A search of the Saudi consul’s Istanbul residence was called off for the day because Saudi officials were not able to join, Turkish police said. Foreign Minister Mevlut Cavusoglu had said earlier on Tuesday that Turkish officials would extend their investigation into Khashoggi’s disappearance to include the residence of the Saudi consul and some vehicles.

Indicating unease over the Khashoggi case, international media and business executives have been pulling out of next week’s investment conference, known as “Davos of the desert.”

International Monetary Fund Managing Director Christine Lagarde and London Stock Exchange (LSE.L) Chief Executive David Schwimmer joined the list on Tuesday, as did the CEOs of HSBC (HSBA.L), Standard Chartered (STAN.L), Credit Suisse (CSGN.S), and BNP Paribas (BNPP.PA), and David Bonderman, the billionaire chairman and founding partner of private equity firm TPG.

Saudi Arabia has said it would retaliate against any pressure or economic sanctions.

CNN reported on Monday that after denying for two weeks any role in Khashoggi’s disappearance, Saudi Arabia was preparing to say he died in a botched interrogation. The New York Times reported that Prince Mohammed had approved an interrogation or abduction of Khashoggi and the government would shield him by blaming an intelligence official.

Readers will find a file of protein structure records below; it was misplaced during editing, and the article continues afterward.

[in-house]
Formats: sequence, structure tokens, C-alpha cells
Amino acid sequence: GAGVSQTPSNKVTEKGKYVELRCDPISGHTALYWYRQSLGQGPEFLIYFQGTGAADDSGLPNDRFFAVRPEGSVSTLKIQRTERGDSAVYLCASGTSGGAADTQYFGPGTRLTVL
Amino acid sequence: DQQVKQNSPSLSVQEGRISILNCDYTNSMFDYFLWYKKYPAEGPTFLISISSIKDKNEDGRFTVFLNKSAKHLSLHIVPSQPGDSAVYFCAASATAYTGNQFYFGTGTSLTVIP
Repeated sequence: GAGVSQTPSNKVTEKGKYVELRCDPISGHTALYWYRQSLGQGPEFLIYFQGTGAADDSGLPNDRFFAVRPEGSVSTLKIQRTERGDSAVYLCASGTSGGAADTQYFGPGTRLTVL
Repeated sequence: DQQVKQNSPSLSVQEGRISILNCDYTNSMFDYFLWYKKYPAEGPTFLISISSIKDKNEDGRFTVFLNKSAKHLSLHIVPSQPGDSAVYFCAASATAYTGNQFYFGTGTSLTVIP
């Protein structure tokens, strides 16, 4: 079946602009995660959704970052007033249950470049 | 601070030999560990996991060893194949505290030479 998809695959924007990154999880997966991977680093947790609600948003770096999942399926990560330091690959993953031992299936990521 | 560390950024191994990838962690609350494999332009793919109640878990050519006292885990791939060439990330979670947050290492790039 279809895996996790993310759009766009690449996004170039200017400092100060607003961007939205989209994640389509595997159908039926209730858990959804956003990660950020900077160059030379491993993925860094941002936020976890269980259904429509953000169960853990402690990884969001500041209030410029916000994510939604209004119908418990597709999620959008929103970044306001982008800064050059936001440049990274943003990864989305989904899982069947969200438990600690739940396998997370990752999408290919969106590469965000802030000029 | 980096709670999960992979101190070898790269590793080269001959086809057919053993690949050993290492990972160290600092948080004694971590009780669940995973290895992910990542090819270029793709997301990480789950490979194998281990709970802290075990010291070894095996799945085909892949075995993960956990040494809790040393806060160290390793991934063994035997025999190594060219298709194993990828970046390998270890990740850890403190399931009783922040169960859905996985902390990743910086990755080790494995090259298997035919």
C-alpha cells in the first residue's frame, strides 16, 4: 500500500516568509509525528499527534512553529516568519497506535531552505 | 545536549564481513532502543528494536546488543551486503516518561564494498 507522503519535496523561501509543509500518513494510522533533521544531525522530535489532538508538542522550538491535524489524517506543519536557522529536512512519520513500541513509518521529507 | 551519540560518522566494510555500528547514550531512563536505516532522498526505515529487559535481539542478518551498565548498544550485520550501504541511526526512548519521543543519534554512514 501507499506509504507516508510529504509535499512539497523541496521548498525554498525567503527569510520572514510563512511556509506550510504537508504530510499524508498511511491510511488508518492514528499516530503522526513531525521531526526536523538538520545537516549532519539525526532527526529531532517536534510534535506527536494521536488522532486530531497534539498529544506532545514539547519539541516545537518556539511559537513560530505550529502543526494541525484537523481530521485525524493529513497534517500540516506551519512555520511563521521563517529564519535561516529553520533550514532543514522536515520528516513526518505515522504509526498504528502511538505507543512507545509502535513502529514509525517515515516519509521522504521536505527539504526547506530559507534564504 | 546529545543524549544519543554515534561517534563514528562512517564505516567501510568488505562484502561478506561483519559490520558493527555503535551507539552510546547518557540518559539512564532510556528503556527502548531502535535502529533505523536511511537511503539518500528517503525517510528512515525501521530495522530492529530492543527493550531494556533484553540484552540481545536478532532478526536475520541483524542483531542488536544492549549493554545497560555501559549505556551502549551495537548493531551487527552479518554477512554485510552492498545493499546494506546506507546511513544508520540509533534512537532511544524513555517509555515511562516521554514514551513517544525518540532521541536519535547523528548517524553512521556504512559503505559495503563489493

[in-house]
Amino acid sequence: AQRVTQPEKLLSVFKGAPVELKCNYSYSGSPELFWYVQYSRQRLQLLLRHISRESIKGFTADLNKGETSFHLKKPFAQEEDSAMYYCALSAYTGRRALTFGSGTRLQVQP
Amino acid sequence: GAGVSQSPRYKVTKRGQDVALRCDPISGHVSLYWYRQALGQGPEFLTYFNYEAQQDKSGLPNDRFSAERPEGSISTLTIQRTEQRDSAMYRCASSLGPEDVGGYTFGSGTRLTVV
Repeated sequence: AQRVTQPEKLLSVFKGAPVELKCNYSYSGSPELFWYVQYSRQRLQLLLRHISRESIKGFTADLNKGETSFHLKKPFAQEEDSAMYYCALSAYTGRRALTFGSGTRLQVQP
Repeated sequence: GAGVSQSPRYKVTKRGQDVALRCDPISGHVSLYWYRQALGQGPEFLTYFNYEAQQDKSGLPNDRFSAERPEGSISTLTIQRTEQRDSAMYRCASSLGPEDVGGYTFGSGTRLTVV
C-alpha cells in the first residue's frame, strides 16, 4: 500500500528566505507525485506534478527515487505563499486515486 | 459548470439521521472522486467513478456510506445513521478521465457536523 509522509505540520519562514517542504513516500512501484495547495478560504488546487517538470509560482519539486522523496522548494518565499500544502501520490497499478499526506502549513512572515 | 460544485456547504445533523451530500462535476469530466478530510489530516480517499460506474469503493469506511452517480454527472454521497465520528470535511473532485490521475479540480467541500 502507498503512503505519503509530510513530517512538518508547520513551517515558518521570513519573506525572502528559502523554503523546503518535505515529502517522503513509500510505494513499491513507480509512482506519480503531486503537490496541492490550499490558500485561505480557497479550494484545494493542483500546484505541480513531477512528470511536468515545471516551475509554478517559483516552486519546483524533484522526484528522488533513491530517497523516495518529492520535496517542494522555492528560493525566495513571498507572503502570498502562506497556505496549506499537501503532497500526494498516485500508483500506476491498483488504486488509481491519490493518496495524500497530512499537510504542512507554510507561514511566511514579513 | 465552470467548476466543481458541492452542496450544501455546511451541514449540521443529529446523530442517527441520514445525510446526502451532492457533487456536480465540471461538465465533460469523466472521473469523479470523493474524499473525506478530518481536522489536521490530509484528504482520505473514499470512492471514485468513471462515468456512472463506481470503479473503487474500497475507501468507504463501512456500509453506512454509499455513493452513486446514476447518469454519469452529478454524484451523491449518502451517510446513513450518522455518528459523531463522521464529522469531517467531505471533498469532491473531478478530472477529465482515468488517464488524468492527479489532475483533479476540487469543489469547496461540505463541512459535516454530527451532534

Saudi authorities could not be reached for comment.

Turkish authorities have an audio recording indicating that Khashoggi was killed in the consulate, Turkish sources have told Reuters.

The Saudi riyal SAR= rebounded after falling to its lowest level in two years over fears that foreign investment could shrink. The Saudi stock index .TASI initially dropped 3 percent but finished up after state-linked funds came in to buy toward the close.

Reporting by Makini Brice and Leah Millis; Additional reporting by Yesim Dikmen and Sarah Dadouch and Bulent Usta in Istanbul, Orhan Coskun, Gulsen Solaker, Ece Toksabay and Tuvan Gumrukcu in Ankara, John Revill in Basel, Oliver Hirt in Zurich, Lawrence White in London and Jonathan Spicer, Lesley Wroughton, Tim Ahmann and Susan Heavey in Washington and David Ljunggren in Ottawa; Writing by Yara Bayoumy and Alistair Bell; Editing by Will Dunham, Grant McCool and Leslie Adler